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	Muslim Figures and Modernity in Colonial India

Muslim Figures and Modernity in Colonial India

27 mars 2013

Emotion History - a New Perspective on Aligarh's Modernity?

Margrit Pernau(Centre for the History of Emotions, Max Planck Institute for Human Development, Berlin)

The men, Hindus and Muslims, working in close relation with the colonial sector in the last third of the 19th century saw themselves as reformers of their community and society and as harbingers of modernity. It is as such that they were admired or reviled by their contemporaries and a substantial part of historiography. Looking at the emotion rules they propagated, the emotion knowledge they based their interventions on and the emotion language they used, on the other hand shows a notable continuity to the world of the Mughlai munshis and to the Indo-Persian akhlaq tadition. How were these two worlds brought together? What processes of selection, reinterpretation and translation were involved in the construction of the emotions of a colonial modernity?


Muhammad Iqbal and the 'Modern' Muslim Mentality

FARZANA SHAIKH (Institut des Études Avancées, Paris)

The reformist poet, Muhammad Iqbal (1877-1938), is widely recognised as one of the leading Indo-Muslim modernist thinkers of his generation. At the core of his intellectual endeavours lay the notion of the modern Muslim ‘self’, whose rational spirit Iqbal believed was incompatible with all ideologies of Divine mediation such as those he most readily associated with Sufism. This paper will explore Iqbal’s understanding of Sufism and its perceived opposition to the ‘modern’ Muslim mentality. It will suggest that, notwithstanding Iqbal’s appeal to the language of Sufism in his philosophical and poetical works, his ideas of modernity were ultimately beholden to a late colonial critique that judged Sufism to be ‘backward’ and a ‘corruption’ of the high standards set by Islam’s last ‘true’ mystics of the medieval era.


Sir Syed, Maulana Azad and the Uses of Urdu

DAVID LELYVELD (Columbia University, NYC)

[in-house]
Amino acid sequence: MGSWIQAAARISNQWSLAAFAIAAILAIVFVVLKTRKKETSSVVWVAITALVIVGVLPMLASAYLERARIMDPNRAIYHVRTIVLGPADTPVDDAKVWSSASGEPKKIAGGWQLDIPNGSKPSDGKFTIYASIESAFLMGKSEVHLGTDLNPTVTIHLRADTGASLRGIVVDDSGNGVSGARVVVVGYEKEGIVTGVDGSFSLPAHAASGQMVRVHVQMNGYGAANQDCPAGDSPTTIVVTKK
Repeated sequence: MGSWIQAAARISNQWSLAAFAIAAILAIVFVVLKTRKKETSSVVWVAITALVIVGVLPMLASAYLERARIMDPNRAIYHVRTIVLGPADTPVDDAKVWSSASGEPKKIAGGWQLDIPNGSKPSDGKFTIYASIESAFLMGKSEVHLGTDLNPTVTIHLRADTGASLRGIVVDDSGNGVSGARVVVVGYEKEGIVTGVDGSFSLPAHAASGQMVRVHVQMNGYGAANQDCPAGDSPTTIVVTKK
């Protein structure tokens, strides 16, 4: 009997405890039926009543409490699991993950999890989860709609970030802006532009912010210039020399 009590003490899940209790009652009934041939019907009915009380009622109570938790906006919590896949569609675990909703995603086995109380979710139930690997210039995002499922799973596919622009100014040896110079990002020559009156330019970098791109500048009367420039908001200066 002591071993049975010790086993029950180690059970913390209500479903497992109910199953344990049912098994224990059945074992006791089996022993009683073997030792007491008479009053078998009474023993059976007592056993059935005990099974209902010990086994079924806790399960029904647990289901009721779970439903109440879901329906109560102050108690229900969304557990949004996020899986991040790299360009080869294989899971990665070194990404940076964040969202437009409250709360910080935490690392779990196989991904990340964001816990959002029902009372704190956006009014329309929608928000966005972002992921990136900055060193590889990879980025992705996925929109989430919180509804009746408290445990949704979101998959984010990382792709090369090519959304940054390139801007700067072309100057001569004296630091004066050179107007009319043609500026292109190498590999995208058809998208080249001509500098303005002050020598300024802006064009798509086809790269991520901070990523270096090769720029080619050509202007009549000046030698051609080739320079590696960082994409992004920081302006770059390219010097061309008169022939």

Addressing the convocation of Aligarh Muslim University in 1949, Maulana Abul Kalam Azad, the Minister of Education, paid tribute to Sir Syed and the Aligarh movement as a center of Urdu literature, but went on to urge the students – and all Muslims of India – to learn Hindi and the Devanagri script. As he pointed out, the Indian National Congress had long advocated the promotion of a national language to be written in both Devanagri and Persian scripts, but now, he argued, it was up to Muslims, whatever others might do, to take the initiative in mastering both scripts. What had become clear in the wake of partition, was that Urdu had become a mark of Muslim cultural identity, a minority right, but clearly subordinate within the national culture of the newly independent Republic of India. Coming from a man who was himself a master of the Urdu language and a scholar of Arabic and Persian, with no formal education in English, Azad’s concession to Hindi represented an evolution from his earlier ideas about the politics of language and culture which had assumed for Urdu a dominant role. In many respects, ideas and practices with respect to Urdu and its relationship in particular to the emergence of modern Hindi as well as to English had already been formulated pretty clearly over the previous century. Azad’s own evolution both as a writer and political leader built on transformations in the boundaries, functions and institutional locations of language, which can be traced in the career of Sir Syed Ahmad Khan (1817-1898), that served as the initial foundation for Azad in the subsequent decades. What emerges is a tension between Azad’s cultural practice as writer and orator and his political commitment to Indian nationalism as well as Islam, his effort to find a way to protect spheres of cultural autonomy within the framework of a united India. A study of Azad’s own cultural formation can serve as a background for what he did or did not do as India’s first Minister of Education.  


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